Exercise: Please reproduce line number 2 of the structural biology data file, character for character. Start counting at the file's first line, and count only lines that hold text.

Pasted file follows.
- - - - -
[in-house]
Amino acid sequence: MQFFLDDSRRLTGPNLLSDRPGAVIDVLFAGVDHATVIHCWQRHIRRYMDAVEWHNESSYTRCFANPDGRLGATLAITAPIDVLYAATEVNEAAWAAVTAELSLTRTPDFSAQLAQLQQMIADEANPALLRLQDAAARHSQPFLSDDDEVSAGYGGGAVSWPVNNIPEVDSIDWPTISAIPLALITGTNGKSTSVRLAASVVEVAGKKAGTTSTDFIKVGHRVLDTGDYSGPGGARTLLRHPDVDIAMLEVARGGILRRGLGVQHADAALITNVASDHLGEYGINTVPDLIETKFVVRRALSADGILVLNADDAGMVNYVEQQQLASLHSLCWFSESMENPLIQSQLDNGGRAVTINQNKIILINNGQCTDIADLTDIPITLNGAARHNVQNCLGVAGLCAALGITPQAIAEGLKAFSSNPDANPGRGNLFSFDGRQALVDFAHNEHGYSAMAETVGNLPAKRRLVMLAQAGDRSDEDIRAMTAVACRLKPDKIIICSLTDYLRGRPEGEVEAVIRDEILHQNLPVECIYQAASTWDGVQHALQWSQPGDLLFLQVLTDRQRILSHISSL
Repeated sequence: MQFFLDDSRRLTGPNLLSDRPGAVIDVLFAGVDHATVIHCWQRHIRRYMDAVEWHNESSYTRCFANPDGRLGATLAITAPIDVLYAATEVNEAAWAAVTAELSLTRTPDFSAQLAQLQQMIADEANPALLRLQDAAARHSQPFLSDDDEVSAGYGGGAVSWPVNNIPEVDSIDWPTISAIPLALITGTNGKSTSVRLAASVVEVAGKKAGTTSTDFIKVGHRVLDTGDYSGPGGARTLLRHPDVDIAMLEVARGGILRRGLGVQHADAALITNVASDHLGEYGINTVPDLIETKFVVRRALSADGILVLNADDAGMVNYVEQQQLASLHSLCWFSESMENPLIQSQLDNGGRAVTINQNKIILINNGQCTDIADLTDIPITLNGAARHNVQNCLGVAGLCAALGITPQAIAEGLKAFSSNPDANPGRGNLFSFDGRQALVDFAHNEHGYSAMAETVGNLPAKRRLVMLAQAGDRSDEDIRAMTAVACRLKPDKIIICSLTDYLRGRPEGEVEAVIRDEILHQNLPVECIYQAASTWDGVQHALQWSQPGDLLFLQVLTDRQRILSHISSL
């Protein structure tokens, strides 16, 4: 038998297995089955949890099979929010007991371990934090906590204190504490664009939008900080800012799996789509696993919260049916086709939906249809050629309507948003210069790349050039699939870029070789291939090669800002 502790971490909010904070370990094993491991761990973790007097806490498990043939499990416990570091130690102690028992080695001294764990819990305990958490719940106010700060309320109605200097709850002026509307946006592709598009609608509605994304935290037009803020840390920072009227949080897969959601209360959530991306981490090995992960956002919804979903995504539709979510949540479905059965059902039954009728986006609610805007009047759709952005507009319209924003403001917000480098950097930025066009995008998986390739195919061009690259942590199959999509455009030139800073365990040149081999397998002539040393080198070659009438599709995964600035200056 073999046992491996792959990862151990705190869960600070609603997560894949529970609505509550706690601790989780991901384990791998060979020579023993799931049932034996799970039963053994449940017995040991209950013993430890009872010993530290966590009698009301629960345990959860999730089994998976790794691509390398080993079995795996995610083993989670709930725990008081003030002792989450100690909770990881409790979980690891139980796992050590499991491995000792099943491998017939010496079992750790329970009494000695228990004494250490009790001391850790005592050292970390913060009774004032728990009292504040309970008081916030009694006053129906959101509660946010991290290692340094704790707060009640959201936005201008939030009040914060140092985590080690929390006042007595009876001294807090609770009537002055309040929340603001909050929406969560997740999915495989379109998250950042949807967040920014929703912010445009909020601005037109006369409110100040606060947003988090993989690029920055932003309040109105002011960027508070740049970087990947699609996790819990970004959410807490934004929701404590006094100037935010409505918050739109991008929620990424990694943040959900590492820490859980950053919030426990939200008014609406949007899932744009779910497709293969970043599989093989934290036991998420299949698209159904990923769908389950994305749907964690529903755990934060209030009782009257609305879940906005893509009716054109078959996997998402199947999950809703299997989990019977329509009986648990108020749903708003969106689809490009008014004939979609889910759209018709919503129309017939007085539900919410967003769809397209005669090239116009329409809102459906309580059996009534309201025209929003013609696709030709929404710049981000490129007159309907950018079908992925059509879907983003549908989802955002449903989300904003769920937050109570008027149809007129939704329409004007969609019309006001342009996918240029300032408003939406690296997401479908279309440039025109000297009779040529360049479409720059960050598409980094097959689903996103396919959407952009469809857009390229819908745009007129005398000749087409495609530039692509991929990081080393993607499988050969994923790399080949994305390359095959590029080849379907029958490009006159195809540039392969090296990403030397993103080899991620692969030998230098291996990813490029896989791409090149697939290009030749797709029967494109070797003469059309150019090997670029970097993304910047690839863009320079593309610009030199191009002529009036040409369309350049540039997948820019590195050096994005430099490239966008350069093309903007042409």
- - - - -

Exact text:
Amino acid sequence: MQFFLDDSRRLTGPNLLSDRPGAVIDVLFAGVDHATVIHCWQRHIRRYMDAVEWHNESSYTRCFANPDGRLGATLAITAPIDVLYAATEVNEAAWAAVTAELSLTRTPDFSAQLAQLQQMIADEANPALLRLQDAAARHSQPFLSDDDEVSAGYGGGAVSWPVNNIPEVDSIDWPTISAIPLALITGTNGKSTSVRLAASVVEVAGKKAGTTSTDFIKVGHRVLDTGDYSGPGGARTLLRHPDVDIAMLEVARGGILRRGLGVQHADAALITNVASDHLGEYGINTVPDLIETKFVVRRALSADGILVLNADDAGMVNYVEQQQLASLHSLCWFSESMENPLIQSQLDNGGRAVTINQNKIILINNGQCTDIADLTDIPITLNGAARHNVQNCLGVAGLCAALGITPQAIAEGLKAFSSNPDANPGRGNLFSFDGRQALVDFAHNEHGYSAMAETVGNLPAKRRLVMLAQAGDRSDEDIRAMTAVACRLKPDKIIICSLTDYLRGRPEGEVEAVIRDEILHQNLPVECIYQAASTWDGVQHALQWSQPGDLLFLQVLTDRQRILSHISSL